Male High School Student Banned From Participating in Girls Dance Team Competition

A boy's silhouette with a red slash through it. Beneath the image are the words "no boys."

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Superior High School in Superior, Wisconsin, has no problem with a boy on their varsity dance team. Kaiden Johnson, a sophomore, loves to dance and does it very well. But when it came time for his team to compete at the Minnesota State High School League competition, he wasn’t allowed. He was there, in costume, and prepared with his female teammates, when judges told him he could not participate.

The League deems it “Girls Dance Team” on their website. An official of the League said last year (before this incident) that it would be impossible to change the rule because girls-only teams are intended to balance high school sports boys teams, as required by federal law Title IX, which addresses discrimination in educational institutions. But Title IX doesn’t have a separate-but-equal clause, according to the complaint filed on Johnson’s behalf. It specifies that no school or part of a school (such as a team) which receives federal funding can discriminate based on sex.

Johnson and his family enlisted help from the nonprofit Pacific Legal Foundation to intervene with the U.S. Department of Education and the League on his behalf.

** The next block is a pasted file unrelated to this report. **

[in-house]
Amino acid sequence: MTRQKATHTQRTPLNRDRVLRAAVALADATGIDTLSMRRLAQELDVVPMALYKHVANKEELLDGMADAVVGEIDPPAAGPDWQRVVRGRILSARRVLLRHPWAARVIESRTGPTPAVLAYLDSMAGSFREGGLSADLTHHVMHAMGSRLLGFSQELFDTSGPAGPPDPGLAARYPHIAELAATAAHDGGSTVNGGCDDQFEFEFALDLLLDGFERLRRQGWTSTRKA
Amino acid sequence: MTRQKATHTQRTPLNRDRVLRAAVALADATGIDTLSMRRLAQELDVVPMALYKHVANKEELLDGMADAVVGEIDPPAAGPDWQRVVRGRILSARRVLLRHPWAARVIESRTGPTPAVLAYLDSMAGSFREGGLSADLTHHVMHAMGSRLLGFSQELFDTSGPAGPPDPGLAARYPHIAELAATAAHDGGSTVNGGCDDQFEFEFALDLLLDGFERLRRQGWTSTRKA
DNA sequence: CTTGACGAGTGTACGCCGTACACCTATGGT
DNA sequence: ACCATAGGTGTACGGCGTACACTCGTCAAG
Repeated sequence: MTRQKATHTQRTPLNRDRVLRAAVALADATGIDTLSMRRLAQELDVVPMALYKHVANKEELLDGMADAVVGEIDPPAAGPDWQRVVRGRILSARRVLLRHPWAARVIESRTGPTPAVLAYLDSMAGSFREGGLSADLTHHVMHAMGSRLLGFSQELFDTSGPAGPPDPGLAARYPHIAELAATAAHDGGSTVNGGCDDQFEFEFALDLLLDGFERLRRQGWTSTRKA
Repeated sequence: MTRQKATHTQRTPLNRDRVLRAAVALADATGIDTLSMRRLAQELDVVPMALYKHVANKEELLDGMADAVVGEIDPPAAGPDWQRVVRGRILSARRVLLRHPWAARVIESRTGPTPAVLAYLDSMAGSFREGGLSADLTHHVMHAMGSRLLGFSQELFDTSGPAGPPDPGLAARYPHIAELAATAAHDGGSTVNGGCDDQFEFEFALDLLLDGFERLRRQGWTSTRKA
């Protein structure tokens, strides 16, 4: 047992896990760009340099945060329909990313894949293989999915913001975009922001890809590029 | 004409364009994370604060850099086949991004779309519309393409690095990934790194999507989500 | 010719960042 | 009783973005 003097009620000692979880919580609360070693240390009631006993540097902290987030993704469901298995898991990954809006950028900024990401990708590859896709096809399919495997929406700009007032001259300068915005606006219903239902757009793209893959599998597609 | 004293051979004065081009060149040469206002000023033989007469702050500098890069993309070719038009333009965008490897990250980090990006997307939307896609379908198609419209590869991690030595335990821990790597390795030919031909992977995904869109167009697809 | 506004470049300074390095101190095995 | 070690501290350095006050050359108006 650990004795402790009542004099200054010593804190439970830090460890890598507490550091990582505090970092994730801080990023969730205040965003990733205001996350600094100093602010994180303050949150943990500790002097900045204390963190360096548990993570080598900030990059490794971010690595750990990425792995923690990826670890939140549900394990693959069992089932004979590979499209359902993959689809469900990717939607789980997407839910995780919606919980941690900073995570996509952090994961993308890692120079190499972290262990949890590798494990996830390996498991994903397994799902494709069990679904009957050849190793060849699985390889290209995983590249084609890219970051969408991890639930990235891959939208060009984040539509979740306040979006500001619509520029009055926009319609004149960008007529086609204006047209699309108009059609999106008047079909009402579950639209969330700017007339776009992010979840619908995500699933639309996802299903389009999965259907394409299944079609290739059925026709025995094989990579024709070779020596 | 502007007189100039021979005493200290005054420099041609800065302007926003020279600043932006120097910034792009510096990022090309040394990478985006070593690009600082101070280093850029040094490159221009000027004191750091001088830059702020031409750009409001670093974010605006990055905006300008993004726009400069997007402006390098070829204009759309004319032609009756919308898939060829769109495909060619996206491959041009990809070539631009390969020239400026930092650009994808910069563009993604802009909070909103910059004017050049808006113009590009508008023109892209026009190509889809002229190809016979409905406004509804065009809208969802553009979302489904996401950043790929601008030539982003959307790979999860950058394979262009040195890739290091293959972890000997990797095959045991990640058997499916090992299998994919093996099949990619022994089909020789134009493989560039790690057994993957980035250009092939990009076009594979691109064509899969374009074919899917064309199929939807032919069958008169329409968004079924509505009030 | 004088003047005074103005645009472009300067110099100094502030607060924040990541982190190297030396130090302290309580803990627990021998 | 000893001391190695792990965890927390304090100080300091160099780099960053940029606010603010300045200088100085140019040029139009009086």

“The Minnesota league cannot continue to discriminate by banning boys from competitive dancing. Title IX’s requirement for equal opportunity for all students, regardless of sex, is crystal clear. Schools cannot tell either boys or girls, ‘you’re the wrong sex, therefore, no dancing for you,’” said Joshua Thompson, senior attorney at Pacific Legal Foundation, in a news release.

“I believe everybody should have the right to do what they want and what they love,” the same release quoted Johnson as saying. “I don’t believe it should be based on whether you’re a boy or a girl.” There is no opportunity for boys to compete in intramural dance in either Minnesota or Wisconsin.

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Midterm Tips for Teachers

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With winter break only a few weeks away, it’s about that point in the school year when students become stressed and overwhelmed with midterms. It’s time to check in with students on how they’re handling their workload. If they are worried or struggling, here are a few ideas that may help.

1. Create An Even Workload

Assigning lots of homework at the last minute will always be tempting, but it means there’s no time left to course-correct if something goes wrong. Evenly space out study sessions so that it’s an attainable workload. Also, don’t be too rigid with when study sessions have to be. Students have lives outside of school, and they appreciate flexibility.

2. Schedule Breaks

Recharge breaks are important, and with practice can become a a healthy habit. Giving your students a break every half hour or so is vital to retaining focus and attention. Take five, listen to a quick podcast, stretch, or have a snack.

3. Clarify Instructions